Initially, my concern was tendinitis or more of a flexor/pronator strain given his mild yet persistent soreness and response to rest. The imaging revealed that his UCL was pristine, the radiocapitellar joint liked good, no osteophyte formation or really any inflammation in the soft tissue. The surge told me he had to look closely, but there was evidence of mild fluid around the apophysis. So, in essence, there was some overload/strain being placed on the growth plate.

Given that my son’s growth plates are still open at age 15, he was experiencing some overload (apophysitis) rather than strain on the UCL itself. Had he been skeletally mature, there likely would have been more stress being placed directly on the ligament itself. So, this was good news for all of us.

We received the results on Tuesday October 31. With clearance to pitch last weekend as tolerated by the MD, I elected to have my son throw a bullpen last week. He threw 25 pitches on Wednesday night (one week ago) and was at 100% and pain free. As such, I let him throw 40 pitches in our showcase game last Saturday. He again threw pain free. Now that Fall baseball has ended, we will shut him down for some extended rest and focus on arm care and overall strength and conditioning as he continues his HS workouts.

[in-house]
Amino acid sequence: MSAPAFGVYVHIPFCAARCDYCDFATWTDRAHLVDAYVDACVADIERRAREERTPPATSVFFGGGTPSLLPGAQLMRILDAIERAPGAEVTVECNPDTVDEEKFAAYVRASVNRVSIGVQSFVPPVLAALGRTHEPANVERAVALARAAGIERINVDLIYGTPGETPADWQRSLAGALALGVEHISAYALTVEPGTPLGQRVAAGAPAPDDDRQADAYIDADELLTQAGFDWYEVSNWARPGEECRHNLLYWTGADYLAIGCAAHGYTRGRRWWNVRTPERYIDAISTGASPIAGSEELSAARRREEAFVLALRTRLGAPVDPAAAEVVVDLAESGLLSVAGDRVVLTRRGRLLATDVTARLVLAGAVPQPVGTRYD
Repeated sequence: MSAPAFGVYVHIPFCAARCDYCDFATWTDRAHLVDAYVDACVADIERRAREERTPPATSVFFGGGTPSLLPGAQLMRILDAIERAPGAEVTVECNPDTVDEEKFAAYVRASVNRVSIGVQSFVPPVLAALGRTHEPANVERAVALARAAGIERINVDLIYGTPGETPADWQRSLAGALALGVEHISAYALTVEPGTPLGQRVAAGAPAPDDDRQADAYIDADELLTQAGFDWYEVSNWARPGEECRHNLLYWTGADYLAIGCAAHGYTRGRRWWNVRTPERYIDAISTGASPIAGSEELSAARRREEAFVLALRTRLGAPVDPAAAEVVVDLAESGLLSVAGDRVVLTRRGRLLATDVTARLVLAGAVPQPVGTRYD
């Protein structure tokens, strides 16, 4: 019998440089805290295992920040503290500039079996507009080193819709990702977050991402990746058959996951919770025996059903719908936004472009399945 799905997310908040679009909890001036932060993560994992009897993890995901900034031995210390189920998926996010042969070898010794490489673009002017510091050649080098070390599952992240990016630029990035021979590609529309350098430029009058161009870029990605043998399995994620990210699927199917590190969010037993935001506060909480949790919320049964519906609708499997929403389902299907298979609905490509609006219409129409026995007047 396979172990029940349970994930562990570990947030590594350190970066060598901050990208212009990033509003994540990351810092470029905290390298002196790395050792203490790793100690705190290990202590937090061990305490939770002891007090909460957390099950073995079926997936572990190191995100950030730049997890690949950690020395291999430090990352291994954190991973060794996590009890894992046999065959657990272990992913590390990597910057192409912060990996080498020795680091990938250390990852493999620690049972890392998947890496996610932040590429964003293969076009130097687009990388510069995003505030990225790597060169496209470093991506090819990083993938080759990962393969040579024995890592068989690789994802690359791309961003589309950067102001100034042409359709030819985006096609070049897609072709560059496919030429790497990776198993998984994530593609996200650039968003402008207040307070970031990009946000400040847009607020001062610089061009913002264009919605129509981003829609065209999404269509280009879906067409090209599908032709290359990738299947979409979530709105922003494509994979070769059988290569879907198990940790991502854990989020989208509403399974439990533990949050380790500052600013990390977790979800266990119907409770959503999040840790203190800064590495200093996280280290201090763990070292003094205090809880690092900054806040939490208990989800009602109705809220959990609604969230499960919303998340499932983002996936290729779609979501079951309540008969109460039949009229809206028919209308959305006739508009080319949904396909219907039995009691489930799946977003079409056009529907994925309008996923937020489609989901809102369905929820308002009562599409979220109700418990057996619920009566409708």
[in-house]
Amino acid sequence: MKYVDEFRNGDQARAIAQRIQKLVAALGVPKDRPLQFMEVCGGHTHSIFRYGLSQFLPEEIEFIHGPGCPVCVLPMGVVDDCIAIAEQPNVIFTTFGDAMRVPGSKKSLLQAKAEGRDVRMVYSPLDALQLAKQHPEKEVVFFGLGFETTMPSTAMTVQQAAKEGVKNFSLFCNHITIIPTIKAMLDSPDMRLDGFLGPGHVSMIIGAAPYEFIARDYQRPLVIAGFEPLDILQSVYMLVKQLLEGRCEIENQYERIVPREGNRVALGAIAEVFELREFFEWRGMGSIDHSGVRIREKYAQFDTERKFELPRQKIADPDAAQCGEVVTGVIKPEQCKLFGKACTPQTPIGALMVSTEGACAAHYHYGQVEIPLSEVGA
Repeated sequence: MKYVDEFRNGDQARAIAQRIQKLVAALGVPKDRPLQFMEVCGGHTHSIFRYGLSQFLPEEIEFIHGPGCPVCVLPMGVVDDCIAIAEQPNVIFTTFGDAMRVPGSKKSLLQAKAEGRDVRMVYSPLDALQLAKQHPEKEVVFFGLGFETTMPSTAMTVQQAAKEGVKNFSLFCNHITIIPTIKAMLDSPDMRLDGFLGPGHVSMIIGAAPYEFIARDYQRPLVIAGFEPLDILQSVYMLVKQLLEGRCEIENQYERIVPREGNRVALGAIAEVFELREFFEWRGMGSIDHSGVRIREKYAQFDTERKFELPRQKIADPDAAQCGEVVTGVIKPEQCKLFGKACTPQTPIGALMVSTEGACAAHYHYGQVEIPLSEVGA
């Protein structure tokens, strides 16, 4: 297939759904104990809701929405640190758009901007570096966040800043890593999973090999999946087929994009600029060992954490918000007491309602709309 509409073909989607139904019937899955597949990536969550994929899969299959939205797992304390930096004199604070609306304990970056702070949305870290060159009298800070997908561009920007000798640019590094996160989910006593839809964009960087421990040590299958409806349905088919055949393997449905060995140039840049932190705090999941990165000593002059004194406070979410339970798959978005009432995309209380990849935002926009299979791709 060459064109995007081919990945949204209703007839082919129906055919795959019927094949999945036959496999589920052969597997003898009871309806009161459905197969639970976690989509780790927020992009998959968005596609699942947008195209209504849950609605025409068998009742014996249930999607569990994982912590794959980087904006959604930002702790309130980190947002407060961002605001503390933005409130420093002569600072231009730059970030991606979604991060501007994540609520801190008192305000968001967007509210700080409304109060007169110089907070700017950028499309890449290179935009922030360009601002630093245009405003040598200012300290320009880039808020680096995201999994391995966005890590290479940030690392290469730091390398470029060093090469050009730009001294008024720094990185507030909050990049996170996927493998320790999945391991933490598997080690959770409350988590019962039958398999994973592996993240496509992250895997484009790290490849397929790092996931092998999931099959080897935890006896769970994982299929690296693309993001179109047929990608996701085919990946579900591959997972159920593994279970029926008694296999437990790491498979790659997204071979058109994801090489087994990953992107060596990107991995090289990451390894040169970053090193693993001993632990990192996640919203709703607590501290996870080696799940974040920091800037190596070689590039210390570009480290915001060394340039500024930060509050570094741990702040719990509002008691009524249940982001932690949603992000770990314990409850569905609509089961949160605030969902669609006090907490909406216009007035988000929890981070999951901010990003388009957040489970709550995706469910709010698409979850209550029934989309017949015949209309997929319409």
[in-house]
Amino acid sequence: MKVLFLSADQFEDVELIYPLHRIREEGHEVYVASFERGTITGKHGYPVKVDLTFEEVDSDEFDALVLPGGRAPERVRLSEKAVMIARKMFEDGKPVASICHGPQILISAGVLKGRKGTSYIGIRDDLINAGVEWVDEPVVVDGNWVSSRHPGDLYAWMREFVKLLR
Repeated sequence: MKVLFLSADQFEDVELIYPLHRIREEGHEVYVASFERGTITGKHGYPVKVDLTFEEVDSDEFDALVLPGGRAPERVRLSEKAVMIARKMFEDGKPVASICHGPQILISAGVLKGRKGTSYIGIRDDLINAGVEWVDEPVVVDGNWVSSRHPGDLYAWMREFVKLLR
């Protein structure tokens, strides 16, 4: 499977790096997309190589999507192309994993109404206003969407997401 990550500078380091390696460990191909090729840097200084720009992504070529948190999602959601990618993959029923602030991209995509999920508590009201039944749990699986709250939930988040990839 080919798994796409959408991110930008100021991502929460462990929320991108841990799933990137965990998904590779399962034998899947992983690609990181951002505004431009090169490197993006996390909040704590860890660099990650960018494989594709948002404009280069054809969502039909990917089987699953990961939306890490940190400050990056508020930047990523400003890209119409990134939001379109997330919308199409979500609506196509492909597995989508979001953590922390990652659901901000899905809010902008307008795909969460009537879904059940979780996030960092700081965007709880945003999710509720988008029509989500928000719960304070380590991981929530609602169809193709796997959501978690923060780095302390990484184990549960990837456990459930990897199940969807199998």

Some key takeaway points for players, parents and coaches:

  • Never dismiss pain that occurs with throwing
  • Educate players about throwing related soreness/tightness (such as lactic acid build up that would be typical after a start on the mound) so they can differentiate that from true pain
  • If velocity, mechanics or performance in a player suddenly drops, be suspicious of a potential injury knowing that most players will try to throw through it (look for shaking/rubbing of the arm, grimacing or other body language that is outside the player’s normal routine)
  • If you suspect an injury, seek out an immediate assessment from a knowledgeable physical therapist and/or MD who treats baseball players as they will do a more comprehensive evaluation and uncover the root cause of dysfunction faster
  • Getting imaging in a higher level player will provide peace of mind for the athlete, parent and coach allowing for proper care and progression back to pitching as evidenced in this situation
  • Managing pitch counts, innings pitched and recovery between appearances will be instrumental in preventing or reducing injuries

In the end, we must rely on the athletes to communicate what they re feeling. Often, pitcher push through fatigue and pain in the spirit of competition. It is imperative that we advise against this in order to promote long term health and prevent more serious injuries. I know I feel fortunate that my son’s injury was not serious at all.